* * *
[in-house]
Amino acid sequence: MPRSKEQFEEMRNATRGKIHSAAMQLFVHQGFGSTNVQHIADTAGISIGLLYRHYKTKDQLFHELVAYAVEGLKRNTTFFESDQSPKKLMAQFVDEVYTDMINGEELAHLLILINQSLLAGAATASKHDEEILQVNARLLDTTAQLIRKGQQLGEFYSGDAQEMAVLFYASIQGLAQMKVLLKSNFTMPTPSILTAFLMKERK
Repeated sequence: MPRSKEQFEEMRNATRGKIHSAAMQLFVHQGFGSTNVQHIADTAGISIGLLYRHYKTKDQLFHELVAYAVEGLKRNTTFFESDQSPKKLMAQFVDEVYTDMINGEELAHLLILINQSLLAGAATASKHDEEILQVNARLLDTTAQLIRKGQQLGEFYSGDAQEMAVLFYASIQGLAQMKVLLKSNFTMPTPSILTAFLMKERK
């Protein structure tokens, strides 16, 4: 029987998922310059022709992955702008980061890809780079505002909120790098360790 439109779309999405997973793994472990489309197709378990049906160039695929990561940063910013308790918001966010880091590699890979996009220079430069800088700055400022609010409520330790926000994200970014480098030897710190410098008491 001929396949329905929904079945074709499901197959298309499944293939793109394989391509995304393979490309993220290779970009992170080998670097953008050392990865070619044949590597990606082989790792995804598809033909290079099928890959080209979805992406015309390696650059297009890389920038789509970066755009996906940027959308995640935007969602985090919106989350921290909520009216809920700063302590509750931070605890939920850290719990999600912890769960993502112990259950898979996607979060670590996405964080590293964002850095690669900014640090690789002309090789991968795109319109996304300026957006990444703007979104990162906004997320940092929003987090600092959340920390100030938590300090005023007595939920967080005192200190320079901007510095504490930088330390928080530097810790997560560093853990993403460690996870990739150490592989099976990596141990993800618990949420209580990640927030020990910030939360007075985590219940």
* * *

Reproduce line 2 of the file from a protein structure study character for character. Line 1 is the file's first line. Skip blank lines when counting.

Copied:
Amino acid sequence: MPRSKEQFEEMRNATRGKIHSAAMQLFVHQGFGSTNVQHIADTAGISIGLLYRHYKTKDQLFHELVAYAVEGLKRNTTFFESDQSPKKLMAQFVDEVYTDMINGEELAHLLILINQSLLAGAATASKHDEEILQVNARLLDTTAQLIRKGQQLGEFYSGDAQEMAVLFYASIQGLAQMKVLLKSNFTMPTPSILTAFLMKERK